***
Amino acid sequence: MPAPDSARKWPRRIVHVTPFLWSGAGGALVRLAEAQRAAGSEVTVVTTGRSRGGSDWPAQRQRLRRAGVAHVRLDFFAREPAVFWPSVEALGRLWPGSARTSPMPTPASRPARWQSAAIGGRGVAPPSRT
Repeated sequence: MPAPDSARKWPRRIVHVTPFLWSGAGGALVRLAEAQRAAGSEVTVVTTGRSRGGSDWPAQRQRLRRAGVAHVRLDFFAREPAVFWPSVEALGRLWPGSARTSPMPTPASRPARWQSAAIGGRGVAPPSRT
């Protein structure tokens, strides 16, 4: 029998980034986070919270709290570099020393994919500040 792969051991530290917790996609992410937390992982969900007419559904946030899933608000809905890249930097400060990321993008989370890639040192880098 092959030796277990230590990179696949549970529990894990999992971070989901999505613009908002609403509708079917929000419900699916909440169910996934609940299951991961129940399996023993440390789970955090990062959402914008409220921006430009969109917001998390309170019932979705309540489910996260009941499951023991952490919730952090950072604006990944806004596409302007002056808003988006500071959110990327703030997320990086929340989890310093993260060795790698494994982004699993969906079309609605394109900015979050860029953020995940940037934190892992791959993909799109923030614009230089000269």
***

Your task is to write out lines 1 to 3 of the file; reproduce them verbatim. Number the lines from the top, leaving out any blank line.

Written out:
Amino acid sequence: MPAPDSARKWPRRIVHVTPFLWSGAGGALVRLAEAQRAAGSEVTVVTTGRSRGGSDWPAQRQRLRRAGVAHVRLDFFAREPAVFWPSVEALGRLWPGSARTSPMPTPASRPARWQSAAIGGRGVAPPSRT
Repeated sequence: MPAPDSARKWPRRIVHVTPFLWSGAGGALVRLAEAQRAAGSEVTVVTTGRSRGGSDWPAQRQRLRRAGVAHVRLDFFAREPAVFWPSVEALGRLWPGSARTSPMPTPASRPARWQSAAIGGRGVAPPSRT
């Protein structure tokens, strides 16, 4: 029998980034986070919270709290570099020393994919500040 792969051991530290917790996609992410937390992982969900007419559904946030899933608000809905890249930097400060990321993008989370890639040192880098 092959030796277990230590990179696949549970529990894990999992971070989901999505613009908002609403509708079917929000419900699916909440169910996934609940299951991961129940399996023993440390789970955090990062959402914008409220921006430009969109917001998390309170019932979705309540489910996260009941499951023991952490919730952090950072604006990944806004596409302007002056808003988006500071959110990327703030997320990086929340989890310093993260060795790698494994982004699993969906079309609605394109900015979050860029953020995940940037934190892992791959993909799109923030614009230089000269």